Milling flow diagram of a "minimill" prototype

Fig. 1).  By making it possible to assess both the milling efficiency and the baking quality of wheats, this highly polyvalent minimill should satisfy the many needs of partners in the cereal sector – from breeding programmes to the optimisation of milling wheat mixtures.. © INRA
Fig. 1). By making it possible to assess both the milling efficiency and the baking quality of wheats, this highly polyvalent minimill should satisfy the many needs of partners in the cereal sector – from breeding programmes to the optimisation of milling wheat mixtures. © INRA

A minimill to be launched in 2011

A patent covering the equipment and the method for assessing the milling efficiency were filed in co-ownership with the Chopin Company and Arvalis-Institut du Végétal. This new equipment should be on the market as of 2011 (see prototype, Fig. 1).  By making it possible to assess both the milling efficiency and the baking quality of wheats, this highly polyvalent minimill should satisfy the many needs of partners in the cereal sector – from breeding programmes to the optimisation of milling wheat mixtures.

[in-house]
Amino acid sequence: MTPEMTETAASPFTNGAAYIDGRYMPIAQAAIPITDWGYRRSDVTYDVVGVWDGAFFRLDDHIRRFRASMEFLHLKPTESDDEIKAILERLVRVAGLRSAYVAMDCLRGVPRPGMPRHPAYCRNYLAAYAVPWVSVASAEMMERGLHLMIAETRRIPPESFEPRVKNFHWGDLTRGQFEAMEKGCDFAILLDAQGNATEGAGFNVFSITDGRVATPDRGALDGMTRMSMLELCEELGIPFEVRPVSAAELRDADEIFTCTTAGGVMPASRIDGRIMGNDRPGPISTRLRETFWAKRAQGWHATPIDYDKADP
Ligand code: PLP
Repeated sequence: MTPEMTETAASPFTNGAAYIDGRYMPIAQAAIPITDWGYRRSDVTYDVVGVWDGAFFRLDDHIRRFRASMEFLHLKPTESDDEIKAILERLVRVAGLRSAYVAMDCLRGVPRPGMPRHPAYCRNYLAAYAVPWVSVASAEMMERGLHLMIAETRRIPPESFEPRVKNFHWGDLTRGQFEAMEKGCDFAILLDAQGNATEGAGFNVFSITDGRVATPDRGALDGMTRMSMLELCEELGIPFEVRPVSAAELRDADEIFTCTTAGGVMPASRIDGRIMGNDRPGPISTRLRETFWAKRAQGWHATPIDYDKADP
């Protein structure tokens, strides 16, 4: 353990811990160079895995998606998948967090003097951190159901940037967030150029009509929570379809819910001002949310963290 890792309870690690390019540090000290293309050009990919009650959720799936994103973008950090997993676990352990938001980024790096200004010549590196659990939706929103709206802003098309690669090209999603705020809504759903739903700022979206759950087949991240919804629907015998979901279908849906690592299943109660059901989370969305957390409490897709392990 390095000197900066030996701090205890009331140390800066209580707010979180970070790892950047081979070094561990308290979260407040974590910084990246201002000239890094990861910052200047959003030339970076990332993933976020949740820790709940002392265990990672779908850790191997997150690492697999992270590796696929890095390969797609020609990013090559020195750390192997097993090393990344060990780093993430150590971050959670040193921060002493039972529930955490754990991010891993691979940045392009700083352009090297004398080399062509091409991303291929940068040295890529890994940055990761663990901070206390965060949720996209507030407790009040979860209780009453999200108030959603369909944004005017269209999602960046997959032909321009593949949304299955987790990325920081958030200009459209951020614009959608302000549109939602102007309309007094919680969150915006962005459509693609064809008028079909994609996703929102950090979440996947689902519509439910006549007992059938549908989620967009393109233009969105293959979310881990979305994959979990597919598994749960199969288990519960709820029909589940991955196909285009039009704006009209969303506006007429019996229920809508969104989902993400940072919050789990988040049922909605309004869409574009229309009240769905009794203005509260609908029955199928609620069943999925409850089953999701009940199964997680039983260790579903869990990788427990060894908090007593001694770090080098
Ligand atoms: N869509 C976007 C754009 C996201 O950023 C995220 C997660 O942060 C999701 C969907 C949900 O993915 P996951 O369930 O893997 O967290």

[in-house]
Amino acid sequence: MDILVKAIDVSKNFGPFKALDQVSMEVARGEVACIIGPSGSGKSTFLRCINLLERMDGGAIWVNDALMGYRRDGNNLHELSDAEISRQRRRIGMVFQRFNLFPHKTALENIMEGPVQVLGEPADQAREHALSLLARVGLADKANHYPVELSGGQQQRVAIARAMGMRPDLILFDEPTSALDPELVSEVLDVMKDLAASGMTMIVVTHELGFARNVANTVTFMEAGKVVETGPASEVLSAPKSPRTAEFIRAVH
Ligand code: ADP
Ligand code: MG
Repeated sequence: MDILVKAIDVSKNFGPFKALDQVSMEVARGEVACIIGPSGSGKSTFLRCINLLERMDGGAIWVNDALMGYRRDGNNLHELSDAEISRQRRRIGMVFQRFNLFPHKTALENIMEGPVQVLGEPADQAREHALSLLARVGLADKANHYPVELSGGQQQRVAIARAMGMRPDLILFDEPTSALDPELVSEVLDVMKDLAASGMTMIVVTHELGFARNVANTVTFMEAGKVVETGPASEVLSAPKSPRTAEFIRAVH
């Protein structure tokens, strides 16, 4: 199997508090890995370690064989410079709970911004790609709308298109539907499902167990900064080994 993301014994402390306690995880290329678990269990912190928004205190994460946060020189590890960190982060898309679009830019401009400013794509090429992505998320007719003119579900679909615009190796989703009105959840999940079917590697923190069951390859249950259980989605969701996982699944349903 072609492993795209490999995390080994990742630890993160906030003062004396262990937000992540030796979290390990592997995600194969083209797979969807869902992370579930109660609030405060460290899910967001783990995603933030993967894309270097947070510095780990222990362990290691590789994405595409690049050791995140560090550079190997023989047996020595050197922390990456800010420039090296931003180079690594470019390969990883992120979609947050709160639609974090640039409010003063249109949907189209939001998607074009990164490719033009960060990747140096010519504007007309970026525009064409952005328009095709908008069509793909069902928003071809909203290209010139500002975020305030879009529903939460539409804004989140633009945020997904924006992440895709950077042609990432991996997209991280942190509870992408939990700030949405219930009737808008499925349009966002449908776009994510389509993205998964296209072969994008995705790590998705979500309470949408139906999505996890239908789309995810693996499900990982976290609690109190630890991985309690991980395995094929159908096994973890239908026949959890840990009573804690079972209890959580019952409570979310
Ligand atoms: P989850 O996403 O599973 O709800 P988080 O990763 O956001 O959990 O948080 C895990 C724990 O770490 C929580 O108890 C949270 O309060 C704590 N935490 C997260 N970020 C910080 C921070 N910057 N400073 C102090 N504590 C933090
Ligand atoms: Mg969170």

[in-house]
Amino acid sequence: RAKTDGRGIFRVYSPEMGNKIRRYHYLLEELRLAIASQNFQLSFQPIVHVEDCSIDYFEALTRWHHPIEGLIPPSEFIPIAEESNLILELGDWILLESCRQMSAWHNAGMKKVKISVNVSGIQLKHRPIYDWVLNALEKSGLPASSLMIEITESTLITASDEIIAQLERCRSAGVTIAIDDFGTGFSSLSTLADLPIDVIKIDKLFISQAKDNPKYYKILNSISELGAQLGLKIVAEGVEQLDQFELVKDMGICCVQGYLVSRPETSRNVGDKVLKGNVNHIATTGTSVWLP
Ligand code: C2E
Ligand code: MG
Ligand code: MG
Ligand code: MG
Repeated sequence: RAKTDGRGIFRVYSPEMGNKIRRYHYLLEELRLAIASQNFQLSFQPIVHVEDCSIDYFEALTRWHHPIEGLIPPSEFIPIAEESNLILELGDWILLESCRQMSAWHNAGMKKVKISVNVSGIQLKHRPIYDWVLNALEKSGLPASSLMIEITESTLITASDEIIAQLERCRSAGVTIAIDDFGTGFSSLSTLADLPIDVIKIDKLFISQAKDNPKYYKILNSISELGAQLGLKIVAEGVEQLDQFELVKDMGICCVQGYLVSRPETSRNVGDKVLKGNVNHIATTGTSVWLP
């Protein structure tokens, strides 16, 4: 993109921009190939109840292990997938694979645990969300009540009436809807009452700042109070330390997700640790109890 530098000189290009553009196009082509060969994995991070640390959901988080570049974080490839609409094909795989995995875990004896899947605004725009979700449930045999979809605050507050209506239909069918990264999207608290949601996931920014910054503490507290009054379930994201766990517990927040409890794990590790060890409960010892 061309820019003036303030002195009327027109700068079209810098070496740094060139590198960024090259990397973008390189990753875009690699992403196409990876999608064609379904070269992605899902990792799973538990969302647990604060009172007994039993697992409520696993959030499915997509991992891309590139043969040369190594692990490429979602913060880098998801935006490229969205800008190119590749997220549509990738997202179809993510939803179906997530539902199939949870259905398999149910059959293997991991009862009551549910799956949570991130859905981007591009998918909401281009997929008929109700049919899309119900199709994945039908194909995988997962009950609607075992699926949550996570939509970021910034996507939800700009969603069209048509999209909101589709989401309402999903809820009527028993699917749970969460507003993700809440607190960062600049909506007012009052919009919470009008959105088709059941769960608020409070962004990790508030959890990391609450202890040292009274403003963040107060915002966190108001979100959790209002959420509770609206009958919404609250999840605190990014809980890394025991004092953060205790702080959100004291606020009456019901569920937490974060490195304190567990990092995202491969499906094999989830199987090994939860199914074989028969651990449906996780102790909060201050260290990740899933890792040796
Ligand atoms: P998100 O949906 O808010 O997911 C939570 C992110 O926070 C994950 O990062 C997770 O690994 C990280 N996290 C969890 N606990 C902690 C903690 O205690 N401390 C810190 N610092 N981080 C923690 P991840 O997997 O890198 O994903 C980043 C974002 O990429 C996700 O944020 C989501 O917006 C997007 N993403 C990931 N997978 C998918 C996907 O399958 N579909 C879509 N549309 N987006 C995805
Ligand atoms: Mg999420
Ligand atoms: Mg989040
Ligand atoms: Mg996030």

See also

  • ABECASSIS J., BAR-L’HELGOUACH C., CHAURAND M., DUBAT A., GEOFFROY S., PUJOL R. 2009. Procédé et appareil de fabrication simplifiée, d’une mouture de blés de référence. Brevet n° 0905572 déposé le 20/11/2009.
  • ABECASSIS J. , BAR L’HELGOUACH C., DUBAT A., GREFFEUILLE V. AND LULLIEN-PELLERIN V. 2007. Predicting the milling efficiency of wheat grain.1st Latin American ICC Conference, Rosario, Argentina, 23-26 September.
  • BAR L’HELGOUACH C., TOMMY-MARTIN V., CHAURAND M., ABECASSIS J. 2004. Prediction of the milling value of common wheat using an instrumentally controlled micromill. Poster, 12th ICC Cereal & Bread Congress "UCST 2004". 24-26 may, Harrogate, UK.